Donald Trump’s former White House advisor Peter Navarro is mad.
The way he tells it, he and Steve Bannon had a perfectly legal strategy they termed the the “Green Bay Sweep” (a nod to Vince Lombardi) to deprive Joe Biden of the presidency. And everything was going swimmingly until Trump’s mob showed up and ruined the flow.
In a pair of recent interviews and the final chapters of his grudge-filled book, In Trump Time, Navarro says that he provided research reports to back objections to the Electoral College that were approved of by Trump and disseminated by his office to members of Congress. Bannon acted as the “strategist” and “whip,” and “over 100” members of Congress were “lined up to execute that plan.”
These details provide new insight into how closely Trump and his associates coordinated with the Hill to throw the election to Trump, which Navarro believes could have worked.
As he told Rolling Stone in an interview published Monday evening:
It started flawlessly when [Arizona Rep. Paul] Gosar and [Texas Sen.] Cruz promptly at 1 p.m. called on [sic] scrutiny of the Arizona vote. Arizona was one of six battlegrounds: They were Arizona, Georgia, Michigan, Wisconsin, Pennsylvania, and Nevada. And it started flawlessly, but the violence overtook that event. The rest, as they, say is history. . . .
My role in the whole thing was basically to provide Congress, via my reports, the analytical material they needed to actually make the challenges. And the president himself had distributed Volume One of the report to every member of the House and Senate a week or so earlier. . . .
There was a couple of times I walked over to the Oval—both times after I finished a report—and personally handed him one and briefed him on it. In the first case, in front of me, he asked Molly Michael, his assistant, to make sure everybody on the Hill promptly got a copy of it.
His theory was that the objections would take many hours, and the media would be forced to cover it all, creating pressure to finally send Electoral College votes back to the states for “further review.” Because . . . reasons?
At that point, Navarro told Rolling Stone,
One of two things could happen. They go back there [to the states], they look at it and they say, “Nope. It’s certified.” [The votes] come back, and that would be it. Fair enough.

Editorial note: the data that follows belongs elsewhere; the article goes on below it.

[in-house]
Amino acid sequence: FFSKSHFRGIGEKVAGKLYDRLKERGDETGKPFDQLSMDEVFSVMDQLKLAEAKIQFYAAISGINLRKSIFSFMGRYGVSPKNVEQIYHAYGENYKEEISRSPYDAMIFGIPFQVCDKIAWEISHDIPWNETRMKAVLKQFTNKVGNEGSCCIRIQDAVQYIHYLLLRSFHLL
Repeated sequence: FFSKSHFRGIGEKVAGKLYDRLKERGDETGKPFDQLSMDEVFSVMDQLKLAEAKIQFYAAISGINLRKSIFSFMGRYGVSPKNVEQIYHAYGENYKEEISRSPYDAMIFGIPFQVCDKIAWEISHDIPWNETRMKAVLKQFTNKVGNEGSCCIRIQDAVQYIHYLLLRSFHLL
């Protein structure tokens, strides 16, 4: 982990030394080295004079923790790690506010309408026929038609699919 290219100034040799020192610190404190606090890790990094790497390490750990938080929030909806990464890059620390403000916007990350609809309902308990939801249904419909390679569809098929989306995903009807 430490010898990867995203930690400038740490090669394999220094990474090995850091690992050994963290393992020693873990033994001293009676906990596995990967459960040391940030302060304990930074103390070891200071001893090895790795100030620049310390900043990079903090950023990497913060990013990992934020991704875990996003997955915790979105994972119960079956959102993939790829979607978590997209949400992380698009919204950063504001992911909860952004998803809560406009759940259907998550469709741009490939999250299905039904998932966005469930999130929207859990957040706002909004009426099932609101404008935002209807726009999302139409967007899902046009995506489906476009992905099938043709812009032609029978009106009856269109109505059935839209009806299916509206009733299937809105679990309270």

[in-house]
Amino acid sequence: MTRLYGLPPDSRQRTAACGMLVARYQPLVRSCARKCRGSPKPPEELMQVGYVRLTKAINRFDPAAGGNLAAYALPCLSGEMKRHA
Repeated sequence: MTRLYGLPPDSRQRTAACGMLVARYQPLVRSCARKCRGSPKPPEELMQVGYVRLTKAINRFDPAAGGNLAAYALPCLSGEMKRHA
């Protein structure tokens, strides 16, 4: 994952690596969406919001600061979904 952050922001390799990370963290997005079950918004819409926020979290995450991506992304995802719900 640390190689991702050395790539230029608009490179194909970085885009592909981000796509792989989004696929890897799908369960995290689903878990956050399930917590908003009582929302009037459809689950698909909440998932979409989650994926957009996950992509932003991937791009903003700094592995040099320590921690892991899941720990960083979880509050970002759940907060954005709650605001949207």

But the more likely scenario based on our assessment of the evidence was that states would withdraw any certification. And the election would be thrown to the House of Representatives. And even though the House is controlled by Democrats, the way votes would be counted in a presidential election decided by the House, Trump would almost certainly win.
Easy-peasy, lemon-squeezy. You get a nice, legal coup. All above board and on the up-and-up.
It is interesting that Navarro believes that this version of events clears Trump of any responsibility for the violence on January 6. He writes in his book that he, Bannon, and Trump were “the last three people on God’s good Earth who want to see violence erupt on Capitol Hill” because “it was this violence that finally put an abrupt end to any hope the president had for taking back an election likely stolen from him.”
In other words: He, Bannon, and Trump were in the middle of executing a legal coup, which the violent coup attempt foiled. Therefore, he, Bannon and Trump couldn’t possibly be responsible for the violent attempted coup. Which is a defense, of sorts.
What Navarro is arguing is that he had a good coup in mind. The rioters were trying to do a bad coup. He’s the good guy. The rioters—and, funnily enough, Mike Pence, whom Navarro accuses of “betrayal”—are the bad guys who got in the way of this good coup. Navarro describes his Green Bay Sweep as “a well-thought-out plan based on sound, constitutional law and existing legislative precedent.”
“And all it required was peace and calm on Capitol Hill for it to unfold,” Navarro said.
And yea, verily, there is nothing expressly illegal about the strategy Navarro came up with. There are perfectly legal ways to disqualify the Electoral College votes and throw the election to a vote in the House of Representatives by state delegations. And, Trump would have likely won that vote.
Navarro is certainly right: This scheme could have worked.
Whether that’s a defense or an indictment is up to America.